AB: Where do you go?

CA: I go to my mailbox, where my workshop people send me their stories. I could give you a list of ten—mostly in Nigeria—writers who I think are very good. They’re not on the Caine Prize short list.

Here’s the transcript that the Boston Review transcriber sent me (so nice to have someone else transcribe it for you), which I edited to produce the version above:

BR: I would love to ask you about the Caine Prize, and I have to tell you that part of why I ask is I do this thing every year where I and a bunch of other bloggers read all the stories that are short-listed for the Caine Prize—this is the third year we’ve done it—and blog about it. I’m an academic, and it’s just a kind of fun thing to have a conversation with whoever wants to take part. And it’s an interesting experience, but it’s also one that’s made me kind of tired of the Caine Prize story, because they’re all interesting, but I find it so interesting that all the Nigerians are on the short list this year—it’s four Nigerians.

CA: Umm, why is that a problem? Watch it.

BR: No, no, no. None of them are you. I love Igoni Barret, and he’s not—it’s not that he—

CA: Did he enter?

BR: I don’t know.

CA: Well ___, Nathan was one of my boys in my workshop [44:20]. So?

BR: But I’m curious—

CA: What’s the overprivilaging of the Caine Prize, anyway? I don’t want to talk about the Caine Prize, really. I also feel that—I suppose it’s a good thing—it brings attention and all of that, but for me it’s not the arbiter of the best fiction in Africa. It’s never been, and—yeah, I’m just not—I know that ___, and I know that ___, [44: 48] I saw her recently, is on the short list. But I haven’t even read the stories— I’m just not very interested. I don’t go the Caine Prize to look for the best in African fiction.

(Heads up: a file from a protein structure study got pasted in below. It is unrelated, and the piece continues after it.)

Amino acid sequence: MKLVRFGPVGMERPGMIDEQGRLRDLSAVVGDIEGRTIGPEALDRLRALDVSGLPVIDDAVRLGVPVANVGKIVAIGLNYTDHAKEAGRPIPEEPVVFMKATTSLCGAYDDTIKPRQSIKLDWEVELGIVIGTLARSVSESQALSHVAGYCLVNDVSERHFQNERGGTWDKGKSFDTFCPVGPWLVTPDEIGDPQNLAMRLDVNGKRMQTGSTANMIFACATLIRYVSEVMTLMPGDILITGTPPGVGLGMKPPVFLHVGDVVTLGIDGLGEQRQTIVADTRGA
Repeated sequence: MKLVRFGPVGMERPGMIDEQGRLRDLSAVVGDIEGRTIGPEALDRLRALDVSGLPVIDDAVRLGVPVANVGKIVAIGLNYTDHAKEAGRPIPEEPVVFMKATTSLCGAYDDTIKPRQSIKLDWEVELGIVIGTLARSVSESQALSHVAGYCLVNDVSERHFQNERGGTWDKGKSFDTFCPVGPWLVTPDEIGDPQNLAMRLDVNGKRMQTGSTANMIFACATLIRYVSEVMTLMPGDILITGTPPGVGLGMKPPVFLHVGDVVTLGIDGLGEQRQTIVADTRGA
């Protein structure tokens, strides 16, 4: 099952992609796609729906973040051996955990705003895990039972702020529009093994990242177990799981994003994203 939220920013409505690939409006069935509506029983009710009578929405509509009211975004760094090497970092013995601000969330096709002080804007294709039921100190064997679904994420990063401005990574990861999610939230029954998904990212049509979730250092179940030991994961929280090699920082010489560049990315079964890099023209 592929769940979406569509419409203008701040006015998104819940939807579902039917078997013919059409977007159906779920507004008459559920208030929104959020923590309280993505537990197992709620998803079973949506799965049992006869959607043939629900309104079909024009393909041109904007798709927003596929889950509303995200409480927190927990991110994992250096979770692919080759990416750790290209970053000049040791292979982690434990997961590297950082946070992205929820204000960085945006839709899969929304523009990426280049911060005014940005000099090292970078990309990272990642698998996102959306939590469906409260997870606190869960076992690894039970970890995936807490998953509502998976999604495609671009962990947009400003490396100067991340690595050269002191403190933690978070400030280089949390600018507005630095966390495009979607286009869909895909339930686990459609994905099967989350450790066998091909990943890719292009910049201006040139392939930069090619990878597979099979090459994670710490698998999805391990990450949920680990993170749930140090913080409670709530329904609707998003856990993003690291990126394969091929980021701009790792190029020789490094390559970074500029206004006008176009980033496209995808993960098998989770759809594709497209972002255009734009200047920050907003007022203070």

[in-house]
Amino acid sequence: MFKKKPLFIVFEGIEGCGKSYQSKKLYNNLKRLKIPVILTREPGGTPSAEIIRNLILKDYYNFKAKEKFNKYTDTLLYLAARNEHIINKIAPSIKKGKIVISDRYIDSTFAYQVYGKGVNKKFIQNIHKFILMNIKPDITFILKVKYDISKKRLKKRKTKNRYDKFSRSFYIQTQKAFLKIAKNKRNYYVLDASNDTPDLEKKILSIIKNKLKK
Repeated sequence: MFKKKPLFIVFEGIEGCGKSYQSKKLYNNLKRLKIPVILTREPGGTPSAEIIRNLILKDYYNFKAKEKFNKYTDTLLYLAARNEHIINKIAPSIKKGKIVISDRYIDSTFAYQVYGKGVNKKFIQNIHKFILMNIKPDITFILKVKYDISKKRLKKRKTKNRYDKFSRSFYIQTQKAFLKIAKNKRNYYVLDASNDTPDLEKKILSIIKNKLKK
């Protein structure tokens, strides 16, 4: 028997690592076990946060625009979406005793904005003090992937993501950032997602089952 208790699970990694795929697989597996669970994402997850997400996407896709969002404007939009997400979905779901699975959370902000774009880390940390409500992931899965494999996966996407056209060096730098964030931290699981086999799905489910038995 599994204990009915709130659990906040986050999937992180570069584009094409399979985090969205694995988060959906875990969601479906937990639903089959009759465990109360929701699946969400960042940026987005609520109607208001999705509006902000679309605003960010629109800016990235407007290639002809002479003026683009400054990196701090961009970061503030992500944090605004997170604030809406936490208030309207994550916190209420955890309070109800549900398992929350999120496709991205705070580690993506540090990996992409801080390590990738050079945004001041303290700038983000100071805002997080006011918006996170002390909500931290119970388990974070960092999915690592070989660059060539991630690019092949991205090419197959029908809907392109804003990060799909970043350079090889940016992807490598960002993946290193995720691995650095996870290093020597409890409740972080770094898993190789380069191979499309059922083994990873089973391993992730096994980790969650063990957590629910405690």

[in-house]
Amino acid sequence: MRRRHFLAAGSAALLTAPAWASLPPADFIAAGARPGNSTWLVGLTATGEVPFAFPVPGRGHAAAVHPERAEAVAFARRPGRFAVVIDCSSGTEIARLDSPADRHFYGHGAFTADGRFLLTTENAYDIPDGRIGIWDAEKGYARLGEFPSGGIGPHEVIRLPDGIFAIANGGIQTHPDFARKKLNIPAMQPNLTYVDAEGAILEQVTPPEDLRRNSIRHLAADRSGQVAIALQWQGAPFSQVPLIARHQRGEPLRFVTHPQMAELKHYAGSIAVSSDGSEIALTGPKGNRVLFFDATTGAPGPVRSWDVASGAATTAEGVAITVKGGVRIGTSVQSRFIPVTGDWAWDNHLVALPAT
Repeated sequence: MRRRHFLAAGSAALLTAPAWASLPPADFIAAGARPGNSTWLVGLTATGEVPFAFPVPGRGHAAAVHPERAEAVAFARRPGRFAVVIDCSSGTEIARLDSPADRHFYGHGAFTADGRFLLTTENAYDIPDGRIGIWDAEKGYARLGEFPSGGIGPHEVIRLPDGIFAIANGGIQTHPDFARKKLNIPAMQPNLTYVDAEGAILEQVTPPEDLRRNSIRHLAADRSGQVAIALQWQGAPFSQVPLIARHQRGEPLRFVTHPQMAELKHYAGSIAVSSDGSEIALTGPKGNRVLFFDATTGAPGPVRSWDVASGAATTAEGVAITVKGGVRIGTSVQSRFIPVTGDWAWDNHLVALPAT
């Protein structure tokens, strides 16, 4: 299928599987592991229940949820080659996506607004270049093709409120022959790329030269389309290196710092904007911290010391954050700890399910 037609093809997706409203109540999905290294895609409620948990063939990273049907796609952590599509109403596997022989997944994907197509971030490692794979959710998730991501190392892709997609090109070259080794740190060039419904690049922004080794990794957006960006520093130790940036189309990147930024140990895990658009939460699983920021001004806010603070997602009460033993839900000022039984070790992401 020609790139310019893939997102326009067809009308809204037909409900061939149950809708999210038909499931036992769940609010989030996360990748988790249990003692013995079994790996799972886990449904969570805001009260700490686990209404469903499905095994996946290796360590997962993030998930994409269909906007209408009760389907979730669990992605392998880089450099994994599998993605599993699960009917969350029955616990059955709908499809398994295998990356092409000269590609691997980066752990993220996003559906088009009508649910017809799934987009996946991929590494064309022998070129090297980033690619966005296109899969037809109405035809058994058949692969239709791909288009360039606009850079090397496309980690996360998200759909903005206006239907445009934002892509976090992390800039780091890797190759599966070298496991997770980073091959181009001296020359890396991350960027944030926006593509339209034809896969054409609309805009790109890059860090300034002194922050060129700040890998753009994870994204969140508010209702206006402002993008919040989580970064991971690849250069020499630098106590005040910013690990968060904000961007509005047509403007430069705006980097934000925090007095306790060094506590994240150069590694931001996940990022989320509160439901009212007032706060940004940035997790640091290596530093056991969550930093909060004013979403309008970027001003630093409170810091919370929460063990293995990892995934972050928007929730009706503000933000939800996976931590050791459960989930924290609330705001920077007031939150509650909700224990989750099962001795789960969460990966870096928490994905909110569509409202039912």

BR: Where do you go?

CA: I go to my mailbox, where a lot of my workshop people send me their stories. No, really. I could give you a list of ten— mostly in Nigeria— writers who I think are very good. They’re not on the Caine Prize short list.

 

 

It’s so hard to know what role, if any.

face


Journalism is not objective, because nothing is objective. We know that. Objectivity is a myth, an impossible standard: you are not objective, and I am not objective. No one is objective, because objectivity does not exist. The closest we could ever come to “objectivity” is careful adherence to a social norm: instead of thinking weird, dissident thoughts (which would be just your individual opinion), you can spew the conventional wisdom, the truth we know to be true because we all know it to be true. That latter will seem objective. It will seem unbiased. It will seem reliable.

On some level, I think, we know this, all of us, and we don’t really expect objectivity from the news media. We’ve learned not to expect that. Yet we complain about how a reporter constructs their account (or how they don’t) because of the careful, painstaking pose of objectivity which they adopt and create, the careful distinctions between the knowable and the unknowable. Some things can be verified from the view from nowhere, it seems; some things can only be seen second-hand. The voice from nowhere can report on the objects it sees, objectively, and also on the subjective impressions which it observes and then turns into objects. There are facts and there are also opinions.